Check out this video about managing rainwater in New Orleans! The short film was produced by Dana Brown & Associates with funding from the New Orleans Redevelopment Authority, City of New Orleans and Sewerage and Water Board of New Orleans.
The Water Wise Nola website features several useful publications, including A Do-It-Yourself Guide to Simple Rainwater Harvesting and the Joy of Water “cookbook,” both of which provide clear instructions for hands-on interventions to manage water around your home.
When you are ready to overhaul your home landscaping, the Urban Conservancy’s Front Yard Initiative is your starting point. In addition to providing reimbursements to eligible homeowners for the cost of concrete removal, they provide workshops, design assistance, and a list of recommended contractors.
The Stormwater Compendium for Southeast Louisiana and a companion map help you find green infrastructure on the ground in Greater New Orleans. You can then visit these sites and understand how they funciton above and below ground.
Living with Water is home to the Dutch Dialogues, a series of cross-cultural and interdisciplinary design studios, and to the Greater New Orleans Urban Water Plan, the blueprint for a safer, more beautiful city. This site contains resources and images to help you understand how green, blue and gray infrastructure can work together at the city scale.
The City of New Orleans provides information on recommended practices to reduce stormwater runoff and related flooding through improved rainwater infiltration. Jefferson Parish also provides details pertaining to its stormwater program, including this Drainage 101 video.
The Louisiana Department of Environmental Quality, Bayou Land RC&D and Geosyntec produced this Stormwater BMP Guidance Tool for Jefferson and Orleans in 2010. It describes a range of best management practices for stormwater on site.
The Sewerage and Water Board of New Orleans has funded a range of green infrastructure projects through its grant program. The website provides information on future grants and descriptions of projects completed or underway.
Green Light New Orleans will help you install a rain barrel at your house. Head to their website to apply and figure out how to get a rain barrel. Green Light New Orleans transforms food barrels from local restaurants into rain barrels and helps you install them.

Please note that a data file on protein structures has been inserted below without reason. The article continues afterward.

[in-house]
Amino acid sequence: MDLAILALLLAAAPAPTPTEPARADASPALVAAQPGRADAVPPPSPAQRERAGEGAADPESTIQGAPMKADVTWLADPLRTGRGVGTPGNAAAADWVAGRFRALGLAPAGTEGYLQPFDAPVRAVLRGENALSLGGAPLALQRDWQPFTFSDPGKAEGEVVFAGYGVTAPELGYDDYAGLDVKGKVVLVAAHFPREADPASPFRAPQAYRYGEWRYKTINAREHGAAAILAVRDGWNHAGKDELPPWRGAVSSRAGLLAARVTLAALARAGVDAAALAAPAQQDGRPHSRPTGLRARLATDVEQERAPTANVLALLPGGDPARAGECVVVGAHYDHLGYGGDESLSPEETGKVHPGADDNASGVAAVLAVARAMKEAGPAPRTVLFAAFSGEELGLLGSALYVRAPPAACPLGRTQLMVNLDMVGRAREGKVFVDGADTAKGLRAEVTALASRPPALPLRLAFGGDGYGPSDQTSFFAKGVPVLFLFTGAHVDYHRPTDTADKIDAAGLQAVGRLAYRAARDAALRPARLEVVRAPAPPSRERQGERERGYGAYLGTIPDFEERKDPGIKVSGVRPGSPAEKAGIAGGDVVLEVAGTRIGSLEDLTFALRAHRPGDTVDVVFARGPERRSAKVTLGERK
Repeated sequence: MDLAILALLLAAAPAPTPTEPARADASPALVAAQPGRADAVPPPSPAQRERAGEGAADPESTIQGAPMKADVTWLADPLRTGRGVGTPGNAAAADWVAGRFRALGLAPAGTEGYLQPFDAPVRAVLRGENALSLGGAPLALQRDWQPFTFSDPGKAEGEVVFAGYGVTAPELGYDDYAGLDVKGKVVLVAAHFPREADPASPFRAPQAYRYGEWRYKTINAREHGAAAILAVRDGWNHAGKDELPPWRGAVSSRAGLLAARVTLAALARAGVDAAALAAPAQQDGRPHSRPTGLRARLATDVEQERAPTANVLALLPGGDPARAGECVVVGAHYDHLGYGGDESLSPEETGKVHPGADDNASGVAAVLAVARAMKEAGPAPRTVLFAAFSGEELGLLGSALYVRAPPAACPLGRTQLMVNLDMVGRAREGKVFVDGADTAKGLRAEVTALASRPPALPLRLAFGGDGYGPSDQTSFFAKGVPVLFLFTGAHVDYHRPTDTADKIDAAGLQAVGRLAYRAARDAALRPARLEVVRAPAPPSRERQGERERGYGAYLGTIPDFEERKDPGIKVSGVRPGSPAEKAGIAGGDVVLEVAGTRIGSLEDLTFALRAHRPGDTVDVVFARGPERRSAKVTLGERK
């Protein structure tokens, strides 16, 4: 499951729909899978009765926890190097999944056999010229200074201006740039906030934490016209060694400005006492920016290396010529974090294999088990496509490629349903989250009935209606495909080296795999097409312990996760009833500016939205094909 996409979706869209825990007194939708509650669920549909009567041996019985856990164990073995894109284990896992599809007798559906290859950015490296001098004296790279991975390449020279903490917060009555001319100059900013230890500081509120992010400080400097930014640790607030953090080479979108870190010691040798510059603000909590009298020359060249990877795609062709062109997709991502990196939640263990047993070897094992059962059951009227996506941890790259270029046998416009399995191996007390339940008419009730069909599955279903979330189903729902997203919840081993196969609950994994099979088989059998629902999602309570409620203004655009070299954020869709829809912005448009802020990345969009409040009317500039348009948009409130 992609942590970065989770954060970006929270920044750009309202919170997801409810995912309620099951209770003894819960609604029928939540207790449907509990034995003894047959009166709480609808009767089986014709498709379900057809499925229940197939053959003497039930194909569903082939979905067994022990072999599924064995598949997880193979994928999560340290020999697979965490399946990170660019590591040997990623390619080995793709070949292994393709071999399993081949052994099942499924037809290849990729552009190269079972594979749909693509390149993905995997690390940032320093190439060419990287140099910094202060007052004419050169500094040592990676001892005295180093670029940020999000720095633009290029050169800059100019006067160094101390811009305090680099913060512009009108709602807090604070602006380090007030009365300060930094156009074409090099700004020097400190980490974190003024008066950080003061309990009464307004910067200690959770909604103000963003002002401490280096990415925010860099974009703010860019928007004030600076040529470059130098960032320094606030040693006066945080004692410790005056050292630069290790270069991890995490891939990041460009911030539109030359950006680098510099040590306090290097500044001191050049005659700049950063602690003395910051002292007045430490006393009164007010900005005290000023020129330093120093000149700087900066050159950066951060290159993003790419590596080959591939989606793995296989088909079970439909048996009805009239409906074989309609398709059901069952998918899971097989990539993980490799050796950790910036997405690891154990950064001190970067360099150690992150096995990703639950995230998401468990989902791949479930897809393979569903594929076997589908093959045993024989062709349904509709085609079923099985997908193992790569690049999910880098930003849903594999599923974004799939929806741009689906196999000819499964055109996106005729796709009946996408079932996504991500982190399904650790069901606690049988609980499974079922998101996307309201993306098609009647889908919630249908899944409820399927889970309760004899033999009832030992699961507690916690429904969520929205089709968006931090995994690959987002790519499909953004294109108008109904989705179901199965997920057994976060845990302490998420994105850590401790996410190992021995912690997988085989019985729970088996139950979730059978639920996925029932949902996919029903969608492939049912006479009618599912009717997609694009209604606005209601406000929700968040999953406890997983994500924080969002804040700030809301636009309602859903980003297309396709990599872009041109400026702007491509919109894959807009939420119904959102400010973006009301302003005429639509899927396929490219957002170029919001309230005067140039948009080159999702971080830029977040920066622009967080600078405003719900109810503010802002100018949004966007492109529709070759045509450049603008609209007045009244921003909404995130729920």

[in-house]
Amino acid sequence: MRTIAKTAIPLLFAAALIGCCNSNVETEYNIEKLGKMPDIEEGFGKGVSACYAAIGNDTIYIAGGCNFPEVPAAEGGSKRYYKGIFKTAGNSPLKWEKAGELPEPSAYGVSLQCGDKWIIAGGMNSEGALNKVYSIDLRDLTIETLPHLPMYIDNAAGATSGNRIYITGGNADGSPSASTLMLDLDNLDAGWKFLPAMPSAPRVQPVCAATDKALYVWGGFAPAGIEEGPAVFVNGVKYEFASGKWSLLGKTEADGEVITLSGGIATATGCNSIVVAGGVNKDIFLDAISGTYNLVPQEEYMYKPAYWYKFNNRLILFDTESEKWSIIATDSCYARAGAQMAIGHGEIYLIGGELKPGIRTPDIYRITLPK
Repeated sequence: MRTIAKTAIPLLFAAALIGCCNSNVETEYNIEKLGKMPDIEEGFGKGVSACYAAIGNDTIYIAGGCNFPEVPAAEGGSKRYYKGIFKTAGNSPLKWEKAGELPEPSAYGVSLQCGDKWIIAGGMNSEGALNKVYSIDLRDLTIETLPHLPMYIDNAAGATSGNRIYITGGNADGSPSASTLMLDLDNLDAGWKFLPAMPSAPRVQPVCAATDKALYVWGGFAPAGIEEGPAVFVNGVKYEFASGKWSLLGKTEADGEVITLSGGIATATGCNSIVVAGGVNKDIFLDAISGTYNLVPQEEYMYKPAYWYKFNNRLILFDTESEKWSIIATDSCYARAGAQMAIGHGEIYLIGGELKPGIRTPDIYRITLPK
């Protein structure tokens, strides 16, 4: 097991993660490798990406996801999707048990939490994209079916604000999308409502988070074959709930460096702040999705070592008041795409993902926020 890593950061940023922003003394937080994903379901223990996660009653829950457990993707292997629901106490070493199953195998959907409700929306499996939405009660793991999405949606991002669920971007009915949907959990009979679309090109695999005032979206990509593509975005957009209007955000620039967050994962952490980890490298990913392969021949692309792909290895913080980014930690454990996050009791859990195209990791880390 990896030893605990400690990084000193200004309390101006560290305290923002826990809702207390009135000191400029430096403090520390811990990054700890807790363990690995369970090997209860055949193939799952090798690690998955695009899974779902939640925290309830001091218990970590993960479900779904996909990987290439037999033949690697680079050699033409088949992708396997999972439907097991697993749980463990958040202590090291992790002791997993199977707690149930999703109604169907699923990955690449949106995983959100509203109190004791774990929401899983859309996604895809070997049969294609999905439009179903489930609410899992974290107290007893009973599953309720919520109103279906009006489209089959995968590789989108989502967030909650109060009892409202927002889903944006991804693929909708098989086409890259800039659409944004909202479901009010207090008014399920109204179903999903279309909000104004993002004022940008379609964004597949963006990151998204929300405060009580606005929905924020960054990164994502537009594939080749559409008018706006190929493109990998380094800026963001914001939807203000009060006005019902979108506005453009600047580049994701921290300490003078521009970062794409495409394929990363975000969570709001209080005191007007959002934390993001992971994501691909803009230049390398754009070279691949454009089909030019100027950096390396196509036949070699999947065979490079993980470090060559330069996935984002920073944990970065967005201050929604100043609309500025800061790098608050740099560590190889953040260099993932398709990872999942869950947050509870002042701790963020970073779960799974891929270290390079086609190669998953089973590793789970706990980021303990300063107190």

Sustaining Our Urban Landscape (SOUL) wants to help you plant trees. Request a FREE tree by filling out a form and following the steps on their website. The goal is to plant 600 trees this year. SOUL will help you plant a tree at your house in Mid-City, Broadmoor, or Algiers/Algiers Point.
Regional and Statewide
Lake Pontchartrain Basin Foundation provides a range of information on water quality, fisheries and coastal restoration. Their Growing Smarter: Guidelines for Low-Impact Development the Pontchartrain Basin includes chapters on site assessment and integrated management.
The Louisiana Urban Stormwater Coalition provides resources of statewide relevance, including information about technologies like permeable paving and regulatory programs like the MS4 permit program.
Flood maps available from the LSU AgCenter can help property owners better understand their flood risk and plan accordingly.
The Louisiana Department of Environmental Quality offers watershed education programs and resources to combat runoff pollution.
The state’s Coastal Protection and Restoration Authority oversees efforts to staunch the disappearance of coastal marshes and swamps in Southern Louisiana. This multi-billion-dollar effort is guided by Louisiana’s Comprehensive Master Plan for a Sustainable Coast.
National and International
Designing for Impact is a guide for local governments in the Gulf South who want to curb flooding and subsidence through low-impact development. It was produced by the Houston-Galveston Area Council and Houston Land Water Sustainability Forum. Don’t miss the cost-benefit calculations and case studies.
The American Society of Landscape Architects provides an overview of green infrastructure with sections on green streets, green roofs and walls, and constructed wetlands. Scroll to the bottom for links to recent research.
The Landscape Architecture Foundation’s Landscape Performance site includes more than 100 case studies of exemplary projects, many of which incorporate water management. The site also has archived webinars and post-secondary education resources.
The Environmental Protection Agency provides basic explanations of green infrastructure, potential funding sources, and stormwater management manuals from across the nation. EPA produced a series of related webcasts in 2015 that are archived as slides and transcripts.
The Regional Planning Authority, which works in New Jersey, New York and Connecticut, published a guidebook titled 9 Ways to Make Green Infrastructure Work for Towns and Cities.
The World Bank offers a global view of the importance of integrated water management in this archived webinar with video.
Architecture 2030 advocates for low-carbon design, and their 2030 Palette includes a range of water management features, including green roofs and constructed wetlands.